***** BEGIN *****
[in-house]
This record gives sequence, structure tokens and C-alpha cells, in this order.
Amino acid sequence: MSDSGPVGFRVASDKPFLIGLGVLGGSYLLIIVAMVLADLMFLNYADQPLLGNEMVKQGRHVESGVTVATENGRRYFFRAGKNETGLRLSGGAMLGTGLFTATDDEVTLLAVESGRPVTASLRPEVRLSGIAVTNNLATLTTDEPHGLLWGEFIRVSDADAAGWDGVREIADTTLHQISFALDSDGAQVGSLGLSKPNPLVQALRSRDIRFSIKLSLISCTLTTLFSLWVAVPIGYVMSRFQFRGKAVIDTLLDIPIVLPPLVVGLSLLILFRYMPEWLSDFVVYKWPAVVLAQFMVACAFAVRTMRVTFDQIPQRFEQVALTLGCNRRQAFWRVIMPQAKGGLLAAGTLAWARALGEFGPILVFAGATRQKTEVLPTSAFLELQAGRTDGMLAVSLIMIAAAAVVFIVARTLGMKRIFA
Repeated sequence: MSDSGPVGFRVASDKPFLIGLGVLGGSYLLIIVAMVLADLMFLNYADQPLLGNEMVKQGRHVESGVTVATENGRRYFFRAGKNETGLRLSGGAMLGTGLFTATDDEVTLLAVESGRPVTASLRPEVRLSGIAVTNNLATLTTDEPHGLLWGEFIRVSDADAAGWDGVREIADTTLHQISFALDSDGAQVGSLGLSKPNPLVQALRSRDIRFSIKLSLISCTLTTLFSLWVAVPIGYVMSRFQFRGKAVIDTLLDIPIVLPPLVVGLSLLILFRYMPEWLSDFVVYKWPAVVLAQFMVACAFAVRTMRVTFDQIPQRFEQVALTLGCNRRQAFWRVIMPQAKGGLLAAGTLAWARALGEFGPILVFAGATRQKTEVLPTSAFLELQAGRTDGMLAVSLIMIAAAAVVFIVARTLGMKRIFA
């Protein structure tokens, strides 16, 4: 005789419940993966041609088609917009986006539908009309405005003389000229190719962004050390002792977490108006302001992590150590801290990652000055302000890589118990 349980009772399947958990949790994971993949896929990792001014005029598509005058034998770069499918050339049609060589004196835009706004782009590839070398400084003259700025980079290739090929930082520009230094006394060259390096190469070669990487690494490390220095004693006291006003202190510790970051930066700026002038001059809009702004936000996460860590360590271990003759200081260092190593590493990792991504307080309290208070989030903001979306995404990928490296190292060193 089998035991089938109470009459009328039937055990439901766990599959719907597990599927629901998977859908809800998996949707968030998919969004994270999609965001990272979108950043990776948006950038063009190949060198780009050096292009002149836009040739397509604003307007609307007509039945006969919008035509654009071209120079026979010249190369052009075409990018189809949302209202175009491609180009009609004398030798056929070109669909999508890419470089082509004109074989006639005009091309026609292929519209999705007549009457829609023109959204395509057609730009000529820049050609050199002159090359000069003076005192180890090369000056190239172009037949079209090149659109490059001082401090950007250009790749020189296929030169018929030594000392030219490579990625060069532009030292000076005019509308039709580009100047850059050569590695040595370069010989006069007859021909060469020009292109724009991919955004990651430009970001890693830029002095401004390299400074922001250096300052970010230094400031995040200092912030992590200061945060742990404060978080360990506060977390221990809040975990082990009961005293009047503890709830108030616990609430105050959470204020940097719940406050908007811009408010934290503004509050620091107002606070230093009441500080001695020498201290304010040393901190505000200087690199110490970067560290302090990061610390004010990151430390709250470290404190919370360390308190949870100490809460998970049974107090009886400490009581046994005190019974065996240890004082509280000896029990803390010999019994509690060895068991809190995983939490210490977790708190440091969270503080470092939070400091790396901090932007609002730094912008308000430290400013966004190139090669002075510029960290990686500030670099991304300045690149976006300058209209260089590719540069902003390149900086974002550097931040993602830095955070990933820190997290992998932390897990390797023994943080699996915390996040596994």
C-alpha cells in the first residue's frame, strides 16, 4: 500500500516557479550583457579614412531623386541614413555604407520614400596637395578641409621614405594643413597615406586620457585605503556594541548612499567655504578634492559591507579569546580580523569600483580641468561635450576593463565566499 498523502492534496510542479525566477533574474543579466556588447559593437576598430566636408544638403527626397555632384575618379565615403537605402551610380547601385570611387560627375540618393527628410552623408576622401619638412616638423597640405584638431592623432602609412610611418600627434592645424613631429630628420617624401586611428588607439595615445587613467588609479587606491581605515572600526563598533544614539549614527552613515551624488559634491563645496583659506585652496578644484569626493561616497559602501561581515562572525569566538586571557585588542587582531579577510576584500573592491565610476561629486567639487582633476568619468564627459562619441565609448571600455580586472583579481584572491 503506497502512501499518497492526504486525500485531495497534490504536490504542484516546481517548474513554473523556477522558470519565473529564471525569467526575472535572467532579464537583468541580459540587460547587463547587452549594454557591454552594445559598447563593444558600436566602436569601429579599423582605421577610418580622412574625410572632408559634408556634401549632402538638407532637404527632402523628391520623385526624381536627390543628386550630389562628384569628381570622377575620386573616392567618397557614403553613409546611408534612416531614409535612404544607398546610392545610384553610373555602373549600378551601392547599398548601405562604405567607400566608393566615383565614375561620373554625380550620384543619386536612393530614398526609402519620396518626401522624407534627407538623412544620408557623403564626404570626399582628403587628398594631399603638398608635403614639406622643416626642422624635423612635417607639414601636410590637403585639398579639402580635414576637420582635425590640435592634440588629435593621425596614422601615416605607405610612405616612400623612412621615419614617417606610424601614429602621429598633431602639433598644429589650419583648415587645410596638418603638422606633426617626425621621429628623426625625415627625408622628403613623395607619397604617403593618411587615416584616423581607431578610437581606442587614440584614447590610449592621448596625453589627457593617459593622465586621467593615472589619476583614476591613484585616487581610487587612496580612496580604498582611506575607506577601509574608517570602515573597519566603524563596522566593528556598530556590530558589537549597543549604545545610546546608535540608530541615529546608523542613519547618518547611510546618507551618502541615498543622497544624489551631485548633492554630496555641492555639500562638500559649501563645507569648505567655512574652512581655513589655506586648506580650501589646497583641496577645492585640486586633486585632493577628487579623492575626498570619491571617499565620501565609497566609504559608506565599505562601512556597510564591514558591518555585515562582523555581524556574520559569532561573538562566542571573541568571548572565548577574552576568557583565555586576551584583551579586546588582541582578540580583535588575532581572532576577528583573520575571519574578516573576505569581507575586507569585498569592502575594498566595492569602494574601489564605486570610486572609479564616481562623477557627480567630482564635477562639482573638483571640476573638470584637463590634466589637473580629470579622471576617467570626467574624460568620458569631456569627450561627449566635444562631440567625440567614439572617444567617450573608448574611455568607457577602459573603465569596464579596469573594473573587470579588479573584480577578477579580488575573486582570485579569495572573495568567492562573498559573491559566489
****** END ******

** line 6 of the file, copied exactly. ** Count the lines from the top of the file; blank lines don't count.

C-alpha cells in the first residue's frame, strides 16, 4: 500500500516557479550583457579614412531623386541614413555604407520614400596637395578641409621614405594643413597615406586620457585605503556594541548612499567655504578634492559591507579569546580580523569600483580641468561635450576593463565566499 498523502492534496510542479525566477533574474543579466556588447559593437576598430566636408544638403527626397555632384575618379565615403537605402551610380547601385570611387560627375540618393527628410552623408576622401619638412616638423597640405584638431592623432602609412610611418600627434592645424613631429630628420617624401586611428588607439595615445587613467588609479587606491581605515572600526563598533544614539549614527552613515551624488559634491563645496583659506585652496578644484569626493561616497559602501561581515562572525569566538586571557585588542587582531579577510576584500573592491565610476561629486567639487582633476568619468564627459562619441565609448571600455580586472583579481584572491 503506497502512501499518497492526504486525500485531495497534490504536490504542484516546481517548474513554473523556477522558470519565473529564471525569467526575472535572467532579464537583468541580459540587460547587463547587452549594454557591454552594445559598447563593444558600436566602436569601429579599423582605421577610418580622412574625410572632408559634408556634401549632402538638407532637404527632402523628391520623385526624381536627390543628386550630389562628384569628381570622377575620386573616392567618397557614403553613409546611408534612416531614409535612404544607398546610392545610384553610373555602373549600378551601392547599398548601405562604405567607400566608393566615383565614375561620373554625380550620384543619386536612393530614398526609402519620396518626401522624407534627407538623412544620408557623403564626404570626399582628403587628398594631399603638398608635403614639406622643416626642422624635423612635417607639414601636410590637403585639398579639402580635414576637420582635425590640435592634440588629435593621425596614422601615416605607405610612405616612400623612412621615419614617417606610424601614429602621429598633431602639433598644429589650419583648415587645410596638418603638422606633426617626425621621429628623426625625415627625408622628403613623395607619397604617403593618411587615416584616423581607431578610437581606442587614440584614447590610449592621448596625453589627457593617459593622465586621467593615472589619476583614476591613484585616487581610487587612496580612496580604498582611506575607506577601509574608517570602515573597519566603524563596522566593528556598530556590530558589537549597543549604545545610546546608535540608530541615529546608523542613519547618518547611510546618507551618502541615498543622497544624489551631485548633492554630496555641492555639500562638500559649501563645507569648505567655512574652512581655513589655506586648506580650501589646497583641496577645492585640486586633486585632493577628487579623492575626498570619491571617499565620501565609497566609504559608506565599505562601512556597510564591514558591518555585515562582523555581524556574520559569532561573538562566542571573541568571548572565548577574552576568557583565555586576551584583551579586546588582541582578540580583535588575532581572532576577528583573520575571519574578516573576505569581507575586507569585498569592502575594498566595492569602494574601489564605486570610486572609479564616481562623477557627480567630482564635477562639482573638483571640476573638470584637463590634466589637473580629470579622471576617467570626467574624460568620458569631456569627450561627449566635444562631440567625440567614439572617444567617450573608448574611455568607457577602459573603465569596464579596469573594473573587470579588479573584480577578477579580488575573486582570485579569495572573495568567492562573498559573491559566489